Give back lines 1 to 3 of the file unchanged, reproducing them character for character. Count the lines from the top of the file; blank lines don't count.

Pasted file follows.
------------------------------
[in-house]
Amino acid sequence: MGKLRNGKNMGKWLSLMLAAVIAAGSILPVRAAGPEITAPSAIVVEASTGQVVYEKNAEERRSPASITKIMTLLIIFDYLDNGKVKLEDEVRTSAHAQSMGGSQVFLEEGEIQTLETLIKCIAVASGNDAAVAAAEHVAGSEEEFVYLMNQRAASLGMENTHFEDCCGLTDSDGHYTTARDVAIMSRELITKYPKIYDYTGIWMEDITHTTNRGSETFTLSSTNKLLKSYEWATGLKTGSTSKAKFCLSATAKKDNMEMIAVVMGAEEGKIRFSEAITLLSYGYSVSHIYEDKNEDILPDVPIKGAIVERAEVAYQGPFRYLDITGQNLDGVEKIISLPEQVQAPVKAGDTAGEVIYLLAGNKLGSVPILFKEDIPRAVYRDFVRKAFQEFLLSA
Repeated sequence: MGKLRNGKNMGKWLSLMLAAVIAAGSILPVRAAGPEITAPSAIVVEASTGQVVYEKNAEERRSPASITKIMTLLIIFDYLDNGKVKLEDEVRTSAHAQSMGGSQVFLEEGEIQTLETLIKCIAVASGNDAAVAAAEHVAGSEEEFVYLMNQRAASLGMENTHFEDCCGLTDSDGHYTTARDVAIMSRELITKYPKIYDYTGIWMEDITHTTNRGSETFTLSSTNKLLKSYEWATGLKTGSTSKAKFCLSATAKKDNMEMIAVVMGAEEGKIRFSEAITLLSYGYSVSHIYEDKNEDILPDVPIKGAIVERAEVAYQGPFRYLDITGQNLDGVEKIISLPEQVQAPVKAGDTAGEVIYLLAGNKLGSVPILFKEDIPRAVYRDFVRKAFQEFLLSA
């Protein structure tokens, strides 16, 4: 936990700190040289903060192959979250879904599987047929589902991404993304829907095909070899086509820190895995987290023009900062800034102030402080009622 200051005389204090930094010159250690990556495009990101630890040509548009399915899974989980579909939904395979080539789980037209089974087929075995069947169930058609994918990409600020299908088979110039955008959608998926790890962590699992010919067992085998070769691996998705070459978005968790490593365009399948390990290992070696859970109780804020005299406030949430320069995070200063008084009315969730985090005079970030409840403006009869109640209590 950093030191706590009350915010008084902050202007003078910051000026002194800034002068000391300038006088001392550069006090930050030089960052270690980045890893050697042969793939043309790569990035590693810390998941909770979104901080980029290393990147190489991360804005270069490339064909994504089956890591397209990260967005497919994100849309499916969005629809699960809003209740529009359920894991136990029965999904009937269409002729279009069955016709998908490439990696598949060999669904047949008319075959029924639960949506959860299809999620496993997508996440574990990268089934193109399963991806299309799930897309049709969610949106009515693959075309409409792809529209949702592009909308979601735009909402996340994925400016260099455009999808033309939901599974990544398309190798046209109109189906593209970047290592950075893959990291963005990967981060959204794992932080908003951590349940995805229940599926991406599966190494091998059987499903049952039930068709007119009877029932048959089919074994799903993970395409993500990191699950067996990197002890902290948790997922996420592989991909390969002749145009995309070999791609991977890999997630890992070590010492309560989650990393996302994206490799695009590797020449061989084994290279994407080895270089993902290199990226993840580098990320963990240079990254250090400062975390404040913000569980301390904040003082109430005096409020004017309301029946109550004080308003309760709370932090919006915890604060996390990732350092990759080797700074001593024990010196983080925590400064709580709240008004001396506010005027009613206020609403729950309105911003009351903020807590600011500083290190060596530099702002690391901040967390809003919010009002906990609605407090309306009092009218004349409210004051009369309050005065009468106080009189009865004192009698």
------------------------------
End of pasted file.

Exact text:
[in-house]
Amino acid sequence: MGKLRNGKNMGKWLSLMLAAVIAAGSILPVRAAGPEITAPSAIVVEASTGQVVYEKNAEERRSPASITKIMTLLIIFDYLDNGKVKLEDEVRTSAHAQSMGGSQVFLEEGEIQTLETLIKCIAVASGNDAAVAAAEHVAGSEEEFVYLMNQRAASLGMENTHFEDCCGLTDSDGHYTTARDVAIMSRELITKYPKIYDYTGIWMEDITHTTNRGSETFTLSSTNKLLKSYEWATGLKTGSTSKAKFCLSATAKKDNMEMIAVVMGAEEGKIRFSEAITLLSYGYSVSHIYEDKNEDILPDVPIKGAIVERAEVAYQGPFRYLDITGQNLDGVEKIISLPEQVQAPVKAGDTAGEVIYLLAGNKLGSVPILFKEDIPRAVYRDFVRKAFQEFLLSA
Repeated sequence: MGKLRNGKNMGKWLSLMLAAVIAAGSILPVRAAGPEITAPSAIVVEASTGQVVYEKNAEERRSPASITKIMTLLIIFDYLDNGKVKLEDEVRTSAHAQSMGGSQVFLEEGEIQTLETLIKCIAVASGNDAAVAAAEHVAGSEEEFVYLMNQRAASLGMENTHFEDCCGLTDSDGHYTTARDVAIMSRELITKYPKIYDYTGIWMEDITHTTNRGSETFTLSSTNKLLKSYEWATGLKTGSTSKAKFCLSATAKKDNMEMIAVVMGAEEGKIRFSEAITLLSYGYSVSHIYEDKNEDILPDVPIKGAIVERAEVAYQGPFRYLDITGQNLDGVEKIISLPEQVQAPVKAGDTAGEVIYLLAGNKLGSVPILFKEDIPRAVYRDFVRKAFQEFLLSA